Lower Manhattan is an excellent place to explore the melting pot history of New York City. Neighbourhoods such as the Lower East Side, Little Italy, Chinatown and Nolita are all an easy walking distance from each other. And, the best part? This historical exploration involves lots of food!
On our April trip to New York City, I signed my family up for the Enthusiastic Gourmet food tours of lower Manhattan. Lead by Susan Rosenbaum, my kids immediately decided they liked her when our first stop of the day was Economy Candy, an Aladdin’s Cave of candy, gum and other sweets.
We took her Melting Pot Tour from the Lower East Side through Chinatown and ending up in Little Italy. Along the way, we sampled lots of different food and learned about the culture. She did such a good job of keeping the kids’ attention, they didn’t even realise they were learning all about the history of the area.
The Jewish Immigrants
The German and Eastern European Jews settled on the Lower East Side. What did we sample?
Everyone knows about the bagel but there is also the bialys which are a relative of the bagel. Bialys originated in Bialystok in Poland. Although both bagels and bialys are made from unbleached white flour with yeast, bialys have roasted onions in the middle where there would be a hole for the bagel.
Susan was such a thorough tour guide she made us try a bialy as well as a bagel so that we could taste the difference. The bialys are delicious especially if you are a fan of roasted onions like I am.
Another stop on the Jewish food tour was The Pickle Guys on Essex Street. They are an entire store devoted to pickled food. My son was in heaven because he loves pickles. The items are pickled the old-fashioned way by setting them in large barrels in salt for months. It’s not only pickles that are pickled but also garlic, celery, mushrooms, turnips, olives etc.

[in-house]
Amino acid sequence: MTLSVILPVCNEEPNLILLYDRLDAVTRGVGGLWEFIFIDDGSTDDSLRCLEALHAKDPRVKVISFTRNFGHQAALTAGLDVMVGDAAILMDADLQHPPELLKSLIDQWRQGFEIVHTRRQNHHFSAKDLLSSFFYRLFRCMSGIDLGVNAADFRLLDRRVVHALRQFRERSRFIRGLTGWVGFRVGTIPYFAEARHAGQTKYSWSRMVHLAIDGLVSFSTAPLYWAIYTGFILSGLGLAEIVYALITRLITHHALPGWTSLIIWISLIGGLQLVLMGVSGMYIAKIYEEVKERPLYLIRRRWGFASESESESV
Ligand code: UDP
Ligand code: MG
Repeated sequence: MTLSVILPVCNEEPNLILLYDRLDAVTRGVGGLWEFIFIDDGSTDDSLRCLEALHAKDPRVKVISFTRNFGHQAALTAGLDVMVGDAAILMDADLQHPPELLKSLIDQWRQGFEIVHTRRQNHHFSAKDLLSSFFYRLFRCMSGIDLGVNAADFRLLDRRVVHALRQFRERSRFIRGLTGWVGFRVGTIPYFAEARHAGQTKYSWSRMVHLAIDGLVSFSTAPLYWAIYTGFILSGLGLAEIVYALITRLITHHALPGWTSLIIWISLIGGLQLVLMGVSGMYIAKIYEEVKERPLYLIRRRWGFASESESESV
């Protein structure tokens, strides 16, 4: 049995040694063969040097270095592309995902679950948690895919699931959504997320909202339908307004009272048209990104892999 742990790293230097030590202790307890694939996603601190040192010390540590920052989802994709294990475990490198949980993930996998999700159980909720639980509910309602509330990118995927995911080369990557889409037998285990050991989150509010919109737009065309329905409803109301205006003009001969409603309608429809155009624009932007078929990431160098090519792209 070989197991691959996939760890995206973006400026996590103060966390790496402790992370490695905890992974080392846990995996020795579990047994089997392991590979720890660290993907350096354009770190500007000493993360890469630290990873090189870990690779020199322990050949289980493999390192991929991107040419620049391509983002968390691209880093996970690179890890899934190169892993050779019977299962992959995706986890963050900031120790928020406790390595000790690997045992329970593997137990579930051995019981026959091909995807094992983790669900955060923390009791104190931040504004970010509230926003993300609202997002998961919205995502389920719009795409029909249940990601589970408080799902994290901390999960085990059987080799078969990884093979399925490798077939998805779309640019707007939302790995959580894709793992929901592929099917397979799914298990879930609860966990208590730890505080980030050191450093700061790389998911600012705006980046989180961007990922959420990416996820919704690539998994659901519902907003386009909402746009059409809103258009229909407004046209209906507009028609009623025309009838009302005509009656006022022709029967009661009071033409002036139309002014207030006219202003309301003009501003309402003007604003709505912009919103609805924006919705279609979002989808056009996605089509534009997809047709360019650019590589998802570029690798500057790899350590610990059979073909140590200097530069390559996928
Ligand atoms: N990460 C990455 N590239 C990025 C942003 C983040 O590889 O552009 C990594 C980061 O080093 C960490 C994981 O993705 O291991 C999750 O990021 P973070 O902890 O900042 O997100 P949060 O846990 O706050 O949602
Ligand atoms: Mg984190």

The Chinese Immigrants
In 1859, there were barely a couple of dozen men in New York City’s Chinatown. At its height though there were 150,000 Chinese people living over an area of 50 city blocks. Now, the Chinese population is about a 100,000 people.
Chinatown in Manhattan is an assault on the senses – the smell of food, the crowded streets, the chatter of people – all make this neighbourhood seem intensely alive. There are more than 300 Chinese restaurants in the area! Everywhere you look there are street stalls selling fruit and vegetables, restaurants with ducks hanging in the window and signs for bubble tea.
The Italian Immigrants
The Italians that showed up in New York City actually self- segregated themselves by their destination of origin. For example, the immigrants from Sicily lived on Elizabeth Street and those from Naples lived on Mulberry Street. You have to remember these immigrants arrived in the days before Italy was a unified country. As far as someone from Sicily was concerned, a person from Naples was from a different country.
Although the Italians from different regions originally didn’t talk or do business with each other, These prejudices eventually broke down. Frankly, they had to. By 1900 there were 100,000 Italians living in the 18-20 blocks that comprised of Little Italy. Not talking to your neighbour was not an option in such crowded conditions.
Nowadays there are only a couple of hundred Italians who live in the neighbourhood even though there are still many Italian businesses. Of course, we stopped by Di Palo, the Italian specialty food delicatessen and Ferrara Bakery and Cafe for their delicious cannolis.